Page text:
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OF JULY 13TH AND 20TH, 1907

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London, Paris, New York, Toronto and Melbourne


Reprinted from The Produce Markets' Review of July 13 and 20, 1907.

Whether we are Liberals, Conservatives, or Labour men, all parties in the State wish well to our fellow subjects beyond the seas, and would be glad to help them if we could. The Little Englander is, in fact, an imaginary being. We already relieve the Colonies of the necessity of external defence at a cost to the struggling millions of this heavily-laden country of some 65 million pounds a year, or, if the interest on our debt be added, of some 90 million pounds, and it is to be borne in mind that our debt was to a large degree built up in the acquisition and defence of our Empire. Beyond this we have supplied them with many hundreds of millions for their development, and of late years have made their securities Trustee stocks, to the considerable loss of our own funds. Further, we have given to our self-governing Colonies entire internal liberty, without any reservation of the vast Crown Lands contained in them, or any return for our past expenditure in their acquisition and development. We have left them complete freedom to tax the manufactures of the home country, and to limit the immigration of our own people and of our fellow subjects in Crown colonies and possessions, to the vast and fertile regions whose administration we have handed over to small handfuls of our colonists. This represents a bold, a generous, and a broad-minded policy, deliberately entered upon and pursued by the Mother Country for the benefit of her children beyond the four seas. Nor does anyone at home desire to take back anything that has been given, or to limit the freedom of these great new English communities. Rather it is the universal wish to see them acquire every fresh liberty they may want, if they are still hampered in any way by old traditions. With the passage of time we hope to see the Colonies becoming great States within the British Commonwealth. As years go on we look to our children becoming our allies—under a common Crown, and to our race in our own dominions, and we may even hope in America, not only progressing morally, socially, and economically, but enforcing a Pax Britannica throughout the world. This is a great ideal for us all to strive for. Yet it is what Lord Rosebery has called sane Imperialism, devoid of covetousness or envy of other peoples' prosperity or possessions, and free from the slightest taint of that music-hall Jingoism which is so painful a growth of late years. We are all content with our family estate, and while we mean to hold it against all comers, our chief desire is for its rapid development.

As we grow older we all become aware in our home circles that the younger generation thinks that their parents fall behind the age and become old-fashioned in ideas, while the elders think that the young wish to go too fast, and that they are thus liable to fall into errors which experience has shown to be the lot of young men in a hurry. This condition of things is repeated on a far larger scale in our Imperial family. Our colonists think the old folk at home have fallen into the vale of years, if they have not reached their dotage, and that all wisdom is to be found among the younger generations across the seas. But (as Jowett remarked to the undergraduate who obtruded his opinion among grave and reverend seniors) we are none of us so wise as we think, even the youngest among us. While the old country is willing to learn from its children, it has a long history of error and of slow progress burnt into its memory, which newer communities have not. When, therefore, our colonists adopt our discarded methods we can look on tolerantly, while we reflect that the diseases of youth have to be gone through before maturity is reached, and that this is all in the natural course of humanity.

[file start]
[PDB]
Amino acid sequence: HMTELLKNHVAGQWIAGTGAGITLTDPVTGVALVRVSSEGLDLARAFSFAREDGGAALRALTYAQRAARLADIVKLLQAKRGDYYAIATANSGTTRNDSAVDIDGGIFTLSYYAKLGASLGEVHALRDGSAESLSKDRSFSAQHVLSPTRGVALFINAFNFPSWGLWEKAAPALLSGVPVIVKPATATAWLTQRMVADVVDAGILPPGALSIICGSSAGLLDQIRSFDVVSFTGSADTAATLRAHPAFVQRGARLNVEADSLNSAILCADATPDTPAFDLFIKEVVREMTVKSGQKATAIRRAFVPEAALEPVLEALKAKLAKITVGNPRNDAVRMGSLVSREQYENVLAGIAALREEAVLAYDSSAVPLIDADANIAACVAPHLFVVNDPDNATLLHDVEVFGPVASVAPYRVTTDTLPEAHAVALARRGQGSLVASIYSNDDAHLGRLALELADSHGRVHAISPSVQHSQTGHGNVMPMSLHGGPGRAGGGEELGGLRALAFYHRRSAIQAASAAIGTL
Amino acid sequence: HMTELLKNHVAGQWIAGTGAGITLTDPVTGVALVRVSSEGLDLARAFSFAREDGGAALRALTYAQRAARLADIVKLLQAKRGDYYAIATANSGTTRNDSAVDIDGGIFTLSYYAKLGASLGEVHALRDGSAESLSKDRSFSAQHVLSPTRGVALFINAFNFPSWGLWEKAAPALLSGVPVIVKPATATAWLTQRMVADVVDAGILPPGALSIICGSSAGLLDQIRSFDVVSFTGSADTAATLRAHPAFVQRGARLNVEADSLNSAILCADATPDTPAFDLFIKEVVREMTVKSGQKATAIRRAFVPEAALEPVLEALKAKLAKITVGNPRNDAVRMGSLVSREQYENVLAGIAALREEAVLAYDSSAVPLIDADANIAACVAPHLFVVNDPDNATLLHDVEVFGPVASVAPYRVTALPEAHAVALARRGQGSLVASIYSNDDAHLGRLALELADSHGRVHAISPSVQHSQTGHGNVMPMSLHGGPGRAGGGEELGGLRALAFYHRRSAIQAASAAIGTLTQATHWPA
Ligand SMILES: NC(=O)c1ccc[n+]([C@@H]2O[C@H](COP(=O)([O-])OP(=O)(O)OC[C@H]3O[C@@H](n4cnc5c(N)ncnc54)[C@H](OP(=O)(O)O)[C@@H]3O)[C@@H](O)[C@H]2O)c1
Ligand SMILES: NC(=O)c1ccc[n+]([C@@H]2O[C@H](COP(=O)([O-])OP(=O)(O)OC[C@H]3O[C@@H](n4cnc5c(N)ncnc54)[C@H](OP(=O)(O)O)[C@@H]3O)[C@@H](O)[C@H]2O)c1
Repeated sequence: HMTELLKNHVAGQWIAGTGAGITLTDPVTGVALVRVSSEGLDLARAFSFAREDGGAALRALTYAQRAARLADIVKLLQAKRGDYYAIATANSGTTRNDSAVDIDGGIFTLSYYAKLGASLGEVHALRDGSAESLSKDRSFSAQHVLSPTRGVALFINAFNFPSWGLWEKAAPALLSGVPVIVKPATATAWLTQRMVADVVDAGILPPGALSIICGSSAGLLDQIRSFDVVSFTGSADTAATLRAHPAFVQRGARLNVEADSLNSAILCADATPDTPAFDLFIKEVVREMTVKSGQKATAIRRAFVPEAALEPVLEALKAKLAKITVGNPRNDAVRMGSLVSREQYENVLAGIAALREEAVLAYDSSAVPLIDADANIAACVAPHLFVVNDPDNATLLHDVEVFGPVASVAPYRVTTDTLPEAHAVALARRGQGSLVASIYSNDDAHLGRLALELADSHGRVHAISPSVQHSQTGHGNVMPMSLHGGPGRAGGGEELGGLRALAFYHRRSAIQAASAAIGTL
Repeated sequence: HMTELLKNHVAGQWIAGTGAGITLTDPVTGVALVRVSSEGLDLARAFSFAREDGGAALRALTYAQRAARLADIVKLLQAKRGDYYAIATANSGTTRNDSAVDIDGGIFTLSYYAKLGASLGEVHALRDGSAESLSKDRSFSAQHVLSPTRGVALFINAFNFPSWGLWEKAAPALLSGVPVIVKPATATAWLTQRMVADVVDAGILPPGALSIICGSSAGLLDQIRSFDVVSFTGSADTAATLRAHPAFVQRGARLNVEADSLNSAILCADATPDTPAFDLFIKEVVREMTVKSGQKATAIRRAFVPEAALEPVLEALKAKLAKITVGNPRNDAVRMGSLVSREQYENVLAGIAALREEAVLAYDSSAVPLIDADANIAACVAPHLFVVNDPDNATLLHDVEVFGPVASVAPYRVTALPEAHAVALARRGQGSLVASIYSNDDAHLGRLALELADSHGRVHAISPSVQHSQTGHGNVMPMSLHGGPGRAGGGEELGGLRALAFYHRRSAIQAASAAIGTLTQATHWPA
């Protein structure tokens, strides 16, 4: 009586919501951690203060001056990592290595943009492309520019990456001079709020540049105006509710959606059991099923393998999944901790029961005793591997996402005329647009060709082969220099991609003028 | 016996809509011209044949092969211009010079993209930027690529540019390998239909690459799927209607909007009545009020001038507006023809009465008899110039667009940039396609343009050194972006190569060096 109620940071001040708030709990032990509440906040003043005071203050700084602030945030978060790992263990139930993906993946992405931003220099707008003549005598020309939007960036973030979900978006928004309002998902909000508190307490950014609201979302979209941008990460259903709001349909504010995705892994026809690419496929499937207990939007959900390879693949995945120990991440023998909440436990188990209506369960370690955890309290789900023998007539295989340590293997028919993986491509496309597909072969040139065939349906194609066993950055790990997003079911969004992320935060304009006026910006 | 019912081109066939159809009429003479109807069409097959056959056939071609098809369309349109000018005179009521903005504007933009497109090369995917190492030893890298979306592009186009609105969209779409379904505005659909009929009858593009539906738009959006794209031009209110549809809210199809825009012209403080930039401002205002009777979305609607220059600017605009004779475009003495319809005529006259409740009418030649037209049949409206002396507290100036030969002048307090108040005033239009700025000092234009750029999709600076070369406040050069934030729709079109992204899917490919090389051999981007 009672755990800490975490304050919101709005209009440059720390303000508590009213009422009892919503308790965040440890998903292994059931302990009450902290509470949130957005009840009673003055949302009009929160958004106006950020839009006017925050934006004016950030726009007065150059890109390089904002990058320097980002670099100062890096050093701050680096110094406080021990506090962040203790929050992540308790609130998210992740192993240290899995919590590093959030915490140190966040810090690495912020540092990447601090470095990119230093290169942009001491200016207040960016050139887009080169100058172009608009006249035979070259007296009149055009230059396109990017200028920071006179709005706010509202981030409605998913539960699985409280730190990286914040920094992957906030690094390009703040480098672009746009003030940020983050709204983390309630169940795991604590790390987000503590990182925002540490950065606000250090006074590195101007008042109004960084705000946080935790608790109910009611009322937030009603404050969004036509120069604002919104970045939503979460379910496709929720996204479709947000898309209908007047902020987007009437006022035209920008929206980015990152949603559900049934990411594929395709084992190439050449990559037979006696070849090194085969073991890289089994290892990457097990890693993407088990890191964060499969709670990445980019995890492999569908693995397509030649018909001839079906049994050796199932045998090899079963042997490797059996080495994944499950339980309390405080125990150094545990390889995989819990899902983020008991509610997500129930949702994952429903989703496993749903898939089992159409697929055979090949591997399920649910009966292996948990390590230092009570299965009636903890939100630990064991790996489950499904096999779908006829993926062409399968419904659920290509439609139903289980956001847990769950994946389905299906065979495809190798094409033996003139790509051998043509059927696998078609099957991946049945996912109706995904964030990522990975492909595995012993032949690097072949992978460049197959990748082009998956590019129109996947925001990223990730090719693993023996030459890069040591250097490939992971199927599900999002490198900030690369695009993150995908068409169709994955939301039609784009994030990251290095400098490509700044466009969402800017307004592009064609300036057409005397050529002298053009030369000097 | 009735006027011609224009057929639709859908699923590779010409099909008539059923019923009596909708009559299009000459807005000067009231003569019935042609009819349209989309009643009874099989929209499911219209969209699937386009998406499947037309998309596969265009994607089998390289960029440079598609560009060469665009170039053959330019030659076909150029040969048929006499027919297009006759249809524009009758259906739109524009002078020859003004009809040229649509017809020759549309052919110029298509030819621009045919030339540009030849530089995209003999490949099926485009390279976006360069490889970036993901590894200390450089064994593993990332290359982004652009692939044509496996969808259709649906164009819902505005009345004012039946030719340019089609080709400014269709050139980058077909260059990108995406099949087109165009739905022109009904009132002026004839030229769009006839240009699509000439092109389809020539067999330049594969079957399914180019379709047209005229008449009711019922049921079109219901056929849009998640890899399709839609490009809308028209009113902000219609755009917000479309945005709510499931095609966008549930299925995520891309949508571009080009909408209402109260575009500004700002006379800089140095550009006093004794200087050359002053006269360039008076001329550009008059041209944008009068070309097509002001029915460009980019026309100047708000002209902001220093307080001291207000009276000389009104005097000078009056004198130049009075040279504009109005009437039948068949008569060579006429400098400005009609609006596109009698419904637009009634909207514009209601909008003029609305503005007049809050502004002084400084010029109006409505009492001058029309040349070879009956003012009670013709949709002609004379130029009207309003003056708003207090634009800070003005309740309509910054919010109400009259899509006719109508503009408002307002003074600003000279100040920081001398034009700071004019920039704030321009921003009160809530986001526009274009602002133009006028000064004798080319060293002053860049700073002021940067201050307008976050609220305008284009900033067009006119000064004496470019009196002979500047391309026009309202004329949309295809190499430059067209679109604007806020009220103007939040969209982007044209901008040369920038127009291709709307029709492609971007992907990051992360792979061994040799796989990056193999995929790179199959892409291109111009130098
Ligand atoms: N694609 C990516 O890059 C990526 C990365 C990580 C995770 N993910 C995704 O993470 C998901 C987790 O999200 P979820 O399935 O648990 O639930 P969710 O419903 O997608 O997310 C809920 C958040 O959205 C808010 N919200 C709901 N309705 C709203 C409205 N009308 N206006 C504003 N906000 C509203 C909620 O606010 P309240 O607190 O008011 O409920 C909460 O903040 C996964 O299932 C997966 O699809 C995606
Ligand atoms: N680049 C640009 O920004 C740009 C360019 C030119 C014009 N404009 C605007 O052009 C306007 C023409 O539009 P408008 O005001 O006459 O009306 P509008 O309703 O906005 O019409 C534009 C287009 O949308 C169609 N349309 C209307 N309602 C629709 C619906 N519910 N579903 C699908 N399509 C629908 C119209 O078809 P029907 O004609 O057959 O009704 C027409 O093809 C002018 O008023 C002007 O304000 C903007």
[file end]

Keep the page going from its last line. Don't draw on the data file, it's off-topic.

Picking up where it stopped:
Especially is this attitude natural with reference to Protection, that old economic dragon slain by us so long ago and after such fierce struggles. That new countries should espouse the heresy is natural enough, for in them it does not affect their food, while indirect revenue is far more easy to raise in young and scattered communities, and interested parties have a freer hand in so working fiscal arrangements as to divert to their own pockets what should be public revenue. Hence it is natural enough that our colonists should have adopted Protection, as it has not such obviously evil effects in new countries, with their untapped wealth and their resources enormous in proportion to their sparse population. It is also natural enough that they cannot realise that we are in a totally different position, with our small and densely peopled islands, with their economic developments going back for two thousand years. Our Colonies have endless supplies of food for the asking, and they have not reached the stage when they can profitably manufacture for those outside their boundaries. They cannot, therefore, realise that the United Kingdom is unable to feed itself without importing corn and meat from abroad, and that we also live by manufacturing for the world, for which purpose we have to import increasing quantities of raw materials from which to work. In short, the Colonies export food and raw materials, and we export the manufactures, by which it is stated that one-third of our population live. Not content with their natural development in opening up virgin continents, our Colonies, hasting to emulate old communities, wish also to manufacture, a natural ambition which in the course of years would be fulfilled without injury, but which can only be attained at present by Protection: that is, by hindering their normal development by raising the cost of living, and thus delaying the growth of agriculture, of mining, and of other exploitations of the soil. All this, however, has nothing to do with us at home. We have given our colonists self-government, and this includes absolute fiscal freedom, even when they proceed to shut out by duties those manufactures by which the Mother Country lives. We think they are mistaken, but we do not complain, for they are free to do as they please. Of late years, however, the self-governing colonists have gone further, and they now ask the Mother Country, which already gives them practically absolute freedom to enter her markets, to go further and to surtax the imports of foreign countries.